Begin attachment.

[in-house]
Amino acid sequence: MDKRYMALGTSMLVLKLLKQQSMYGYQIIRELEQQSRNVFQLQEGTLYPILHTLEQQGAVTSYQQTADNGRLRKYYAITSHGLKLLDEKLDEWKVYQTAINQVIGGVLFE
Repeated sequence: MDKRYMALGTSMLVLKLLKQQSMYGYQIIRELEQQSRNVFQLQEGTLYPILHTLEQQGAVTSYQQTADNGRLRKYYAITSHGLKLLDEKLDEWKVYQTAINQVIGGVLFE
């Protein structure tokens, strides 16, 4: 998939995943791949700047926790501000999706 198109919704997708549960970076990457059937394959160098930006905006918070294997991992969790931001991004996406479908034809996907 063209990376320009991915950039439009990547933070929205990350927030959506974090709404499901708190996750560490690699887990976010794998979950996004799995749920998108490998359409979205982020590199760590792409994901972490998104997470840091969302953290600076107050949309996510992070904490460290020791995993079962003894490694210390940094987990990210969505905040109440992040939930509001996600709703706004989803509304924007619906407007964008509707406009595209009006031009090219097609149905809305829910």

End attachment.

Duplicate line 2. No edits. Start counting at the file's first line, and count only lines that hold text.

Amino acid sequence: MDKRYMALGTSMLVLKLLKQQSMYGYQIIRELEQQSRNVFQLQEGTLYPILHTLEQQGAVTSYQQTADNGRLRKYYAITSHGLKLLDEKLDEWKVYQTAINQVIGGVLFE